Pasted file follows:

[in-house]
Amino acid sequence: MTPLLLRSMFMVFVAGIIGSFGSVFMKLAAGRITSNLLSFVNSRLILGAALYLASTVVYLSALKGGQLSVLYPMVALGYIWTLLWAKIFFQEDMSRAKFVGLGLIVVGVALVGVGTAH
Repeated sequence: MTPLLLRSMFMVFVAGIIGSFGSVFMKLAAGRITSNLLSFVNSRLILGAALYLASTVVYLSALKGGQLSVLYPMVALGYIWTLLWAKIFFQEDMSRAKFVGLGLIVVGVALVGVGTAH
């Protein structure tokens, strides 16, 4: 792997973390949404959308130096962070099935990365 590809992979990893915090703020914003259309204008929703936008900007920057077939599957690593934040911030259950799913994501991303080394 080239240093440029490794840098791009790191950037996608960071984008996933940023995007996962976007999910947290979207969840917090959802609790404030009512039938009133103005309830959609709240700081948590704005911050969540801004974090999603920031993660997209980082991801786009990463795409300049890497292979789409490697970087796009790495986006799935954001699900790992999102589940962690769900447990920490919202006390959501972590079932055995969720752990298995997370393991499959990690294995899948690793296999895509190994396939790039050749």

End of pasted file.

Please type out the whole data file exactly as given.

[in-house]
Amino acid sequence: MTPLLLRSMFMVFVAGIIGSFGSVFMKLAAGRITSNLLSFVNSRLILGAALYLASTVVYLSALKGGQLSVLYPMVALGYIWTLLWAKIFFQEDMSRAKFVGLGLIVVGVALVGVGTAH
Repeated sequence: MTPLLLRSMFMVFVAGIIGSFGSVFMKLAAGRITSNLLSFVNSRLILGAALYLASTVVYLSALKGGQLSVLYPMVALGYIWTLLWAKIFFQEDMSRAKFVGLGLIVVGVALVGVGTAH
């Protein structure tokens, strides 16, 4: 792997973390949404959308130096962070099935990365 590809992979990893915090703020914003259309204008929703936008900007920057077939599957690593934040911030259950799913994501991303080394 080239240093440029490794840098791009790191950037996608960071984008996933940023995007996962976007999910947290979207969840917090959802609790404030009512039938009133103005309830959609709240700081948590704005911050969540801004974090999603920031993660997209980082991801786009990463795409300049890497292979789409490697970087796009790495986006799935954001699900790992999102589940962690769900447990920490919202006390959501972590079932055995969720752990298995997370393991499959990690294995899948690793296999895509190994396939790039050749």